Integrating sensors key to improving growth

15-07-2021    13:23   |    Agritech Tomorrow

E+E Elektronik USA develops precision sensing elements for HVAC, building automation, industrial process control, clean rooms, environmental applications and greenhouses. We were founded in Engerwitzdorf, Austria in 1979. This means we have nearly half a century of sensor development under our belt.

Our expertise is measuring very fine electrical changes caused by environmental variations.  If the air becomes more humid, we can detect this and provide an accurate readout of the current humidity.  If an air filter becomes clogged we can measure the minor change in air velocity to indicate that maintenance may be necessary.

Agriculture is a key market because of our precise measurement of atmospheric conditions.  We offer many technologies but the three most important to the agriculture market are designed to measure:

·       Temperature and humidity

·       E+E utilizes a porous electronic element.These pores absorb water vapor in the air, which changes the capacitive nature of the sensor.These minor electrical variations are detected.To prevent contaminants from getting into the pores, each sensor is coated with a proprietary chemical.This chemical only allows water to penetrate to ensure an accurate reading.

·       Carbon dioxide

·       A specific wavelength of light is absorbed by carbon dioxide.Our CO2 sensors use a special infrared light and a detector tuned to this wavelength.A higher concentration of CO2 in the air causes less light to reach the detector, resulting in a measurably lower electrical output.Reliability and accuracy is maintained using technology that measures system drift and automatically calibrates the sensor.

·       Air velocity

·       As air flows over a heated resistor, the moving air molecules absorb the heat.This creates a cooling effect on the sensor that must be compensated through an increase in power.This change is translated into the air flow of that specific area in the environment.E+E can detect air velocity changes as small as 20 feet per minute (0.2 miles per hour) to ensure precise control of ventilation fans.

Greenhouses, vertical farms and container farms create an ideal environment for plants to grow.  Water, nutrients and light are well-known essential ingredients but only contribute a portion of what is necessary to optimize growth.  Temperature, humidity, CO2 and air flow are also key.  E+E sensors monitor these atmospheric conditions accurately to help a grower control the environment.  This improves the overall yield.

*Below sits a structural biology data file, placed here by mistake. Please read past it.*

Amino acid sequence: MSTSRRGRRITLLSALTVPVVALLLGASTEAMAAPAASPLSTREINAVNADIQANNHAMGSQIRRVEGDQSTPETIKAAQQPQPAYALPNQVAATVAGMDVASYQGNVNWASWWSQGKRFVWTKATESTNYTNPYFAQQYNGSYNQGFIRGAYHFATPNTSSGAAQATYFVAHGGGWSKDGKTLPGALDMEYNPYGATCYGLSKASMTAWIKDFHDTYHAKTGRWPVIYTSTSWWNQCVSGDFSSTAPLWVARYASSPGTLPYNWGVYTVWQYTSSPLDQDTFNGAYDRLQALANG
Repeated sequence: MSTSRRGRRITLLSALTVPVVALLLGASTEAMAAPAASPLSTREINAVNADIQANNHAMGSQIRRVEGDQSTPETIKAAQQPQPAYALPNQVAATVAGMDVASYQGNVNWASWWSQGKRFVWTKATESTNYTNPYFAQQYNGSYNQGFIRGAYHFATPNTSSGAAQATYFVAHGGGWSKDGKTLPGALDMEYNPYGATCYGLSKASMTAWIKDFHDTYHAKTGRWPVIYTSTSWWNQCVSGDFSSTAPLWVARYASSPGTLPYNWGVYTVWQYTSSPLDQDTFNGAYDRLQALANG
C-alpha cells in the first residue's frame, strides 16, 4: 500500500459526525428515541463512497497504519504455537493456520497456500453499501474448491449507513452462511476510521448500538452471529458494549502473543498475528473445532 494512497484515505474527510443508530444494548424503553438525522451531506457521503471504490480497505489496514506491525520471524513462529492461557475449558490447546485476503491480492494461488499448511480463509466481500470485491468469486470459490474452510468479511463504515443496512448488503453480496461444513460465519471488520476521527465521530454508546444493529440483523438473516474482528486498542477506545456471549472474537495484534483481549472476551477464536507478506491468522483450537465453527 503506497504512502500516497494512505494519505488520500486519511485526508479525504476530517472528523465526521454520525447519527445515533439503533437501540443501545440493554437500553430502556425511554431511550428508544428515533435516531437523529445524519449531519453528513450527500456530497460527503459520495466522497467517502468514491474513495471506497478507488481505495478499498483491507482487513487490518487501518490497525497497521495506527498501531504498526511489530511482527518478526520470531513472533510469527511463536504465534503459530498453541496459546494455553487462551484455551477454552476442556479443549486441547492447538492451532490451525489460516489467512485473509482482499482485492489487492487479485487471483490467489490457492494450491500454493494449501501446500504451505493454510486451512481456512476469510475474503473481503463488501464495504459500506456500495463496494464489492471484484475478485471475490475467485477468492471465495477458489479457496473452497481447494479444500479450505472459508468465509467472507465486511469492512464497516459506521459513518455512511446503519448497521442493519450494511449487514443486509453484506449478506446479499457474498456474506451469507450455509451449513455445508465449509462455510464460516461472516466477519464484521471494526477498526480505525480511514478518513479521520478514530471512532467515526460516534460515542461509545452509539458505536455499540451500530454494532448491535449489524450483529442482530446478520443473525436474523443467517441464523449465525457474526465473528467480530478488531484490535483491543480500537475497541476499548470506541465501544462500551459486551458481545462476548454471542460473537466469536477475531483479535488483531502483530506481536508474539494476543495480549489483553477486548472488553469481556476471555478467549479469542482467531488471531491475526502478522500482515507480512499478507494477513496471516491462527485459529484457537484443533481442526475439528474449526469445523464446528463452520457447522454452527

For example, an indoor grower may worry about microclimates – small areas that have significantly different conditions than the rest of the room.  The EE872 sensor is used to measure temperature, humidity and carbon dioxide in a single compact form.  This small size allows the grower to place these in key locations.  If an EE872 detects a microclimate then the HVAC system can be activated to create a more uniform atmosphere.  This uniformity ensures the plants will mature around the same time.

Stagnant air and water droplets on leaves can be detrimental to plants.  A steady breeze helps to wick away this moisture and maintain consistent temperatures.  Low air flow can result in fungus, yeast and other microbes multiplying and attacking the plants.  The EE75 air velocity sensor can alert the grower when airflow has decreased.  A fan can then be positioned to increase airflow to that specific area and ward off disease.

E+E Elektronik provides the sensors that give growers this level of control.  Our innovative technology ensures that we offer the most robust and reliable environmental sensors on the market.  When precision is needed to improve the yield of a grow room, consider all the factors that must be controlled.  Integrating sensors to monitor these attributes are key to improving the environmental conditions of a grower.  These sensors are essential to the future of agriculture and E+E Elektronik USA guides growers through our technology to find the right fit for their environment.

Source and Photo Courtesy of Agritech Tomorrow


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